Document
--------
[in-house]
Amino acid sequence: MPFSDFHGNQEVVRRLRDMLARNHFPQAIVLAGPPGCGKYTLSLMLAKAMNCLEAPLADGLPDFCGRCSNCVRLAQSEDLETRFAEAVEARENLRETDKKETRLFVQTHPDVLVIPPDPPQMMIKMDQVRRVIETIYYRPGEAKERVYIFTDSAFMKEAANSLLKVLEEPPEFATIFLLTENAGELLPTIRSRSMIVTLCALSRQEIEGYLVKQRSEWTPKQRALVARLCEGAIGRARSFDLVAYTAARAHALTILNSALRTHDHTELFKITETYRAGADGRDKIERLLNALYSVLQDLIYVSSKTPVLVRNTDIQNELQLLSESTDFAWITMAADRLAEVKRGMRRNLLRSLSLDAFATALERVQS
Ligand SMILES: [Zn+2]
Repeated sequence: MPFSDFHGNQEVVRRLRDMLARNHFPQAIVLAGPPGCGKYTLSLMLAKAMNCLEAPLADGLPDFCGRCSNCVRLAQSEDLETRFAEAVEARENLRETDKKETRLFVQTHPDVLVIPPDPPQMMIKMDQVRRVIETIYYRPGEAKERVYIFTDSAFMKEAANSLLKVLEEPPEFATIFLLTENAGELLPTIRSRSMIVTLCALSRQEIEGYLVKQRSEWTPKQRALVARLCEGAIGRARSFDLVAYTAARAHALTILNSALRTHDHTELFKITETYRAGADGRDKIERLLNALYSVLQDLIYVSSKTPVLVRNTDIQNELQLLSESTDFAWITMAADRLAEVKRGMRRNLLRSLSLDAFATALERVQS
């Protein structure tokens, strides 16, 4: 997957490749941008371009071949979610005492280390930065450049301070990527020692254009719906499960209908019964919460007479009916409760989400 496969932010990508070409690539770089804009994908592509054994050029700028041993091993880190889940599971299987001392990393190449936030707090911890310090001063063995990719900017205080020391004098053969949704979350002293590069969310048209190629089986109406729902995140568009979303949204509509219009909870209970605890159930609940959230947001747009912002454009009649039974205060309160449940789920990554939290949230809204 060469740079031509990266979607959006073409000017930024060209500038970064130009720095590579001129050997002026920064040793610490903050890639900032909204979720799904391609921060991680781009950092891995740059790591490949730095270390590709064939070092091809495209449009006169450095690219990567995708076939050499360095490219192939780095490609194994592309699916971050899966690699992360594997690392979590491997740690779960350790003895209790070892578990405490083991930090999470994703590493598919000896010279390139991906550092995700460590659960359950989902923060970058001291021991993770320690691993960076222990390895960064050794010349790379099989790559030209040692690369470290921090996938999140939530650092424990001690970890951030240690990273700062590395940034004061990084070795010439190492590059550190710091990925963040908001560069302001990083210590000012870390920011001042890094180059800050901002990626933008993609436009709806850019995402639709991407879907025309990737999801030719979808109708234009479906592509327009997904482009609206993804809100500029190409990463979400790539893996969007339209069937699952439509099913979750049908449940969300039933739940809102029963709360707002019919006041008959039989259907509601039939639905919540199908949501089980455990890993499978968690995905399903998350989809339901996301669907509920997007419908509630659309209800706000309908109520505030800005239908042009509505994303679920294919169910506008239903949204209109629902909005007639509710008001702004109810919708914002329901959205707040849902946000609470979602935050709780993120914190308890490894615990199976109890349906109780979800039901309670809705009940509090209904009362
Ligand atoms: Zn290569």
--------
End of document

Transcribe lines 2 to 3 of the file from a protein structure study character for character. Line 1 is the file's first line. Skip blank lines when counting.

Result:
Amino acid sequence: MPFSDFHGNQEVVRRLRDMLARNHFPQAIVLAGPPGCGKYTLSLMLAKAMNCLEAPLADGLPDFCGRCSNCVRLAQSEDLETRFAEAVEARENLRETDKKETRLFVQTHPDVLVIPPDPPQMMIKMDQVRRVIETIYYRPGEAKERVYIFTDSAFMKEAANSLLKVLEEPPEFATIFLLTENAGELLPTIRSRSMIVTLCALSRQEIEGYLVKQRSEWTPKQRALVARLCEGAIGRARSFDLVAYTAARAHALTILNSALRTHDHTELFKITETYRAGADGRDKIERLLNALYSVLQDLIYVSSKTPVLVRNTDIQNELQLLSESTDFAWITMAADRLAEVKRGMRRNLLRSLSLDAFATALERVQS
Ligand SMILES: [Zn+2]